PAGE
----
Insulin demand, by the way, isn’t supposed to be all that price sensitive. As a product people literally can’t live without, insulin is a common example used in economics to illustrate what’s called the price elasticity of demand.
Elasticity varies a lot, as demand for some products will collapse if the price increases even a little, particularly products with close substitutes. Other examples of inelastic products besides insulin include things like household electricity, as it gets dark every winter evening and the kids need to see to do their homework, no matter what electric light costs. Of course, electricity is also regulated.
Given the results of the recent study, maybe it’s no longer fair to call insulin an inelastic product, if people really can’t find a way anymore to keep paying more for it.
As it seems with everything in health care, the market for insulin is a complicated one. The preferences of physicians matter, and they don’t pay for the drug or use it. There’s also the jostling going on among government agencies, pharmacy benefit managers, health insurance plans, and so on. But in the case of insulin, the market is still supplied by three major players.
One potential solution for escalating prices is the introduction of generics, meaning cheaper versions of the same thing as a branded product like Humalog. On the other hand, the one competing knockoff product with significant volume in the market, going head-to-head with a bestseller made by the French pharmaceutical giant Sanofi S.A., happens to be marketed by Eli Lilly.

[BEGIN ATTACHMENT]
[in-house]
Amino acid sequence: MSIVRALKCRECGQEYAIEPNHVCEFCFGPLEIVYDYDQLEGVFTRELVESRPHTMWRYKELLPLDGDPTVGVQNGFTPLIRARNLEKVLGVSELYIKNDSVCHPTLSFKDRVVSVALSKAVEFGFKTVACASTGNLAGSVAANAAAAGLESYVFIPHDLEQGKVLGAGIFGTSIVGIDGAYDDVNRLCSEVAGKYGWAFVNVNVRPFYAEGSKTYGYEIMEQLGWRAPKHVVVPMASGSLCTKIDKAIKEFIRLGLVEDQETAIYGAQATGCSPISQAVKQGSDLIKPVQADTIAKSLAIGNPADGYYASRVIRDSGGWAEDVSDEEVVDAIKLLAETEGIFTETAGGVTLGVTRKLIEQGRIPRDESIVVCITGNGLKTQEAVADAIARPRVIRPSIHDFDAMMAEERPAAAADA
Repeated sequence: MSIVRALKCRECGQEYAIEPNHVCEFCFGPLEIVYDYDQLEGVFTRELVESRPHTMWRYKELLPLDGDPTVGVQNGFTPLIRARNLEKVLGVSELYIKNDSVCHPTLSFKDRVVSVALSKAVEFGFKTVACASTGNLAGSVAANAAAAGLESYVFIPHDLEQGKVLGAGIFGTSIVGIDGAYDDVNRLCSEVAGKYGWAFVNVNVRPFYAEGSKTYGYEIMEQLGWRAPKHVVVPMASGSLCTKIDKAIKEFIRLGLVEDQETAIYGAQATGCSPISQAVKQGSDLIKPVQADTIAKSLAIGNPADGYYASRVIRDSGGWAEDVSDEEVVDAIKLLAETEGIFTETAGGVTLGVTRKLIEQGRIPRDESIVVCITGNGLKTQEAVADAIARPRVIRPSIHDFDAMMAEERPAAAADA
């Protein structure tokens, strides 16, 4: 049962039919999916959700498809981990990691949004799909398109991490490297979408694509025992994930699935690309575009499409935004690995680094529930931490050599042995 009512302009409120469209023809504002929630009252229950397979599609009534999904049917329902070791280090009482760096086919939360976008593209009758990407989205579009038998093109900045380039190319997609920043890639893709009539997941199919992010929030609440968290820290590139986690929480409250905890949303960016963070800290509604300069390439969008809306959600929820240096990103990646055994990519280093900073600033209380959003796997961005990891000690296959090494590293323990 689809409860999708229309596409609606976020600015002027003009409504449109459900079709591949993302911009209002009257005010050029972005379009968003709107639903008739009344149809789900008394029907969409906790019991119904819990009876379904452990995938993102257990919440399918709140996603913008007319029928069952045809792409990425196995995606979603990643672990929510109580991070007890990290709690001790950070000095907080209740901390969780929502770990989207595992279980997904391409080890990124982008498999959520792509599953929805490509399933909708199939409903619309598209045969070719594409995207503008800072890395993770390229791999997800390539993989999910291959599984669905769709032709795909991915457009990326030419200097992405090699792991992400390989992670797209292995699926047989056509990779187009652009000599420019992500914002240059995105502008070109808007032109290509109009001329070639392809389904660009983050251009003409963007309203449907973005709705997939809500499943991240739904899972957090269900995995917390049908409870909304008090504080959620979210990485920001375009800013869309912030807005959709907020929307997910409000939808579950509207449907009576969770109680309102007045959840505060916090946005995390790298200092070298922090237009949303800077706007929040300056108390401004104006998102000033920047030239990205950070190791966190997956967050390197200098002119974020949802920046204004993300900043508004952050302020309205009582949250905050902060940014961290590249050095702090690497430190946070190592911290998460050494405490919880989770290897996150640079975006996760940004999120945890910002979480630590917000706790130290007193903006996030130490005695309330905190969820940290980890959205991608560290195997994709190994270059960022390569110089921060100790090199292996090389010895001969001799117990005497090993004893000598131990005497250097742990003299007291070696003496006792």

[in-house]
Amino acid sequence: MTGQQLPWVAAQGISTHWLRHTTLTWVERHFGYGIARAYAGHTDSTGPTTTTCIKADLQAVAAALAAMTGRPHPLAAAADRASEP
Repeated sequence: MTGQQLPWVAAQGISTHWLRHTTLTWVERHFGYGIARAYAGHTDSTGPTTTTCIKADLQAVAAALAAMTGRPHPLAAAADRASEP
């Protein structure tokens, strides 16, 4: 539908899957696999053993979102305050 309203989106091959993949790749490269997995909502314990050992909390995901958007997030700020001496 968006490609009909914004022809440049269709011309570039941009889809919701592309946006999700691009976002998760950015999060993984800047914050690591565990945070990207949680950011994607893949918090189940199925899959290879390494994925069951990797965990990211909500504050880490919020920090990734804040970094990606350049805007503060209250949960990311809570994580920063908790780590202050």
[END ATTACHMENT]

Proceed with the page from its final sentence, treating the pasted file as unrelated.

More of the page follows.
This sure looks like an oligopoly, a market where there are so few competitors that it’s pretty easy for them to act in concert. They might compete fiercely for specific groups of customers or even geographic markets, but they can also tacitly agree to hold their fire on price competition, enabling them all to increase prices.
So with an oligopoly serving a market for a relatively inelastic product, maybe the remarkable thing is that prices have not increased even more.
The strategy of increasing prices can’t work forever, though. Eventually the public will demand the government step in to fix the problem. Political pressure seems likely to be what’s behind the announcement by Lilly this spring of a half-price version of Humalog, not changes in the economic incentives.
Slavitt has already decided it may be time to take the pricing decision out of the hands of the likes of Lilly and Sanofi. By the way, in his talk at the National Academy he only mentioned insulin briefly amid a much broader set of suggestions, and his only other candidate for nationalization seemed to be ambulance service.
“People want one thing, when you strip away all the buzzwords,” he told this audience in Washington. “People want to be able to able to take care of their family if somebody gets sick. And they want to be able to afford to keep them healthy.”
“And when they can’t do that, it’s an existential crisis,” he continued. “Because you don’t feel like an adequate parent. You don’t feel like you can capably lead a middle-class life.”